Ahmed and Mohammed Ibrahim are twin two-year-old boys. They were joined at the head at birth. On October 12th, 2003, they were successfully separated after a twenty-six hour operation at Children's Medical Center in Dallas, Texas. "Ahmed and Mohammed are now within striking distance of living independent lives," said Dr. Jim Thomas, attending physician, one of sixty doctors involved in the case.
Untangling the mass of blood vessels that connected the boys was the most difficult part of the operation. Doctors transplanted skin to cover wounds in the boys’ heads. Custom-designed medical equipment provided by a Texas manufacturer contributed much to the success of the procedure. But more operations will be required before the boys are fully healed. Dr. Thomas said the condition of the boys remains critical:
"They are not out of the woods [out of danger] by any stretch of the imagination. They are finishing one stage of a journey, if you will, and they're about to enter a new landscape, which is different. . .in some ways uncharted and fraught with potential problems."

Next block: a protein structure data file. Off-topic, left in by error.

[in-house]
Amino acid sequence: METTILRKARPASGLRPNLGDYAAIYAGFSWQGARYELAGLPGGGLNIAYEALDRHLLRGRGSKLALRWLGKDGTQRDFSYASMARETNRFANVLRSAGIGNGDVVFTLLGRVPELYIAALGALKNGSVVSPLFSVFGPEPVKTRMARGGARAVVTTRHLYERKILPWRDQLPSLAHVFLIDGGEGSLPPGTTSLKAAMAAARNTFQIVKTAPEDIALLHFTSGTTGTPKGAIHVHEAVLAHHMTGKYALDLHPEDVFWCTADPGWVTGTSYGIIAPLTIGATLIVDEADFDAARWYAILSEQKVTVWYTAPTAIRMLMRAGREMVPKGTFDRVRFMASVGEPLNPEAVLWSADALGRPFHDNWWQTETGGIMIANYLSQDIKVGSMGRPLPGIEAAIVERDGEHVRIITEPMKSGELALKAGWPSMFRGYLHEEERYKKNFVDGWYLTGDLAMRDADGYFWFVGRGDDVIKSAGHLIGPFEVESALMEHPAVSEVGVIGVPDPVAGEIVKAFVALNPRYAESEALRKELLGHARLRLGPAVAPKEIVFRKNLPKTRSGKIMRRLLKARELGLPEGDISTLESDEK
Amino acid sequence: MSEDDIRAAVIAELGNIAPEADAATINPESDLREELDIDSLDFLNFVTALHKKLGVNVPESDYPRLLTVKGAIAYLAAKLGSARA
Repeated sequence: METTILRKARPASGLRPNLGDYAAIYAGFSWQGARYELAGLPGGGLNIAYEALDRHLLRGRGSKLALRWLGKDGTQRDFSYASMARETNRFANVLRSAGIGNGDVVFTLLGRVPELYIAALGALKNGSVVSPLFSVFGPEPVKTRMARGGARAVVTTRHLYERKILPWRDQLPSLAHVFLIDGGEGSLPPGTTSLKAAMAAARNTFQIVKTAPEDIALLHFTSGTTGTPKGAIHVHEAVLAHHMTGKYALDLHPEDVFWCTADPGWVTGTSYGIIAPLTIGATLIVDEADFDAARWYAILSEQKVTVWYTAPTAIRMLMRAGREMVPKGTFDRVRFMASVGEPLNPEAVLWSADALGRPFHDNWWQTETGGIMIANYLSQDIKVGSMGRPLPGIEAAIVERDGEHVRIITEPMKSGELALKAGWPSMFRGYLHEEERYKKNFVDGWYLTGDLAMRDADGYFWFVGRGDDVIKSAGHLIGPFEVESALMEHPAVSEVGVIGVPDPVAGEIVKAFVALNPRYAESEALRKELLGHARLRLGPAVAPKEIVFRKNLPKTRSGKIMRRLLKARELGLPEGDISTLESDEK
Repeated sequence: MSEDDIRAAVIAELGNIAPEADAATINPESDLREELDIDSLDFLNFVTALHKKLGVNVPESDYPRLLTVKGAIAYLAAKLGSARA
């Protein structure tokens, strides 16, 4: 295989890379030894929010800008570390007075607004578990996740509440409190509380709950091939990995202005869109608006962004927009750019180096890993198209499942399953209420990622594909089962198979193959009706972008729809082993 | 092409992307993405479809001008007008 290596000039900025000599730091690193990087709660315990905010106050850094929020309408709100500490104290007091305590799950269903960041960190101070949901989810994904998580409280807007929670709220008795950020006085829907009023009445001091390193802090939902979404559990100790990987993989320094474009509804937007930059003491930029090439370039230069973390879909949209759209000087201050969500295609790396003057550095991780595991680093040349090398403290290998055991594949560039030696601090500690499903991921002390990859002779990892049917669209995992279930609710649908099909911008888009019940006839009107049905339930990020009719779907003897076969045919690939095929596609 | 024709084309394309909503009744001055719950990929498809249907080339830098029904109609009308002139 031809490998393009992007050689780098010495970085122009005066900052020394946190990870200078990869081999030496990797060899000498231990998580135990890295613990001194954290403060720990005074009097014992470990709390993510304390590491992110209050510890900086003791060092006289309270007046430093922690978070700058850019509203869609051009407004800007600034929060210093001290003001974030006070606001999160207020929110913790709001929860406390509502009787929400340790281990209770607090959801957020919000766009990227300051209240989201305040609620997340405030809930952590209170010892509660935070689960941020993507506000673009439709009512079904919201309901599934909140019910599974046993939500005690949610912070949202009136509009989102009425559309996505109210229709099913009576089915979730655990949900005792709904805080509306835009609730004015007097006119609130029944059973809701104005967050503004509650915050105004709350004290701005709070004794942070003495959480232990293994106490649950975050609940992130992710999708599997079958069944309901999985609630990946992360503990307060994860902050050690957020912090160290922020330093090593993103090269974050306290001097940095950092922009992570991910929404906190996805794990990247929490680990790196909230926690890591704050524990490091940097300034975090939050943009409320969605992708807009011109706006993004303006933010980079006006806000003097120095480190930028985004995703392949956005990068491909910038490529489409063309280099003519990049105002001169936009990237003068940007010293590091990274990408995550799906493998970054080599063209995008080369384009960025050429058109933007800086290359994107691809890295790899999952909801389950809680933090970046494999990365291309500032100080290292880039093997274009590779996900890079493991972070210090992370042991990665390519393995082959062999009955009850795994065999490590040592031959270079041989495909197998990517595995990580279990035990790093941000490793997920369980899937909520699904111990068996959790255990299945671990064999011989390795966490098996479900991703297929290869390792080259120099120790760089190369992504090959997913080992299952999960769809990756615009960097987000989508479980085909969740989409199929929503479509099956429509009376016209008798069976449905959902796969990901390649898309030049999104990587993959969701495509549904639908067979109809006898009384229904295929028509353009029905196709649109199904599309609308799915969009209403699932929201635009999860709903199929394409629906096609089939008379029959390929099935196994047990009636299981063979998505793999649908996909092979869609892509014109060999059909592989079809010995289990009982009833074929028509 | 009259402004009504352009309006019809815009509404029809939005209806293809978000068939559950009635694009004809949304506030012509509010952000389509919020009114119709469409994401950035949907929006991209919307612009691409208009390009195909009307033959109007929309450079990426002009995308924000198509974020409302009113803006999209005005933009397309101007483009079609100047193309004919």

For Ahmed and Mohammed, it has been a long journey from their home, the village of Qoos [koohs] near Luxor, Egypt. In June 2002, they were brought to the U.S. for treatment sponsored by the World Craniofacial Foundation, a Dallas-based charity that assists children in obtaining life-saving cranio-facial surgery. They were accompanied by three pediatric physicians from the University of Cairo and two pediatric nurses. The boys' father, Ibrahim Mohammed Ibrahim, came to the U.S. later that year to be with the boys, while his wife remained in Egypt to look after their other two children.
The U.S. has long been a leader in medical science and technology of the kind that made Ahmed and Mohammed's separation possible. And through the generosity of many charitable contributors, Americans are happy to share with the world the promise of medical miracles.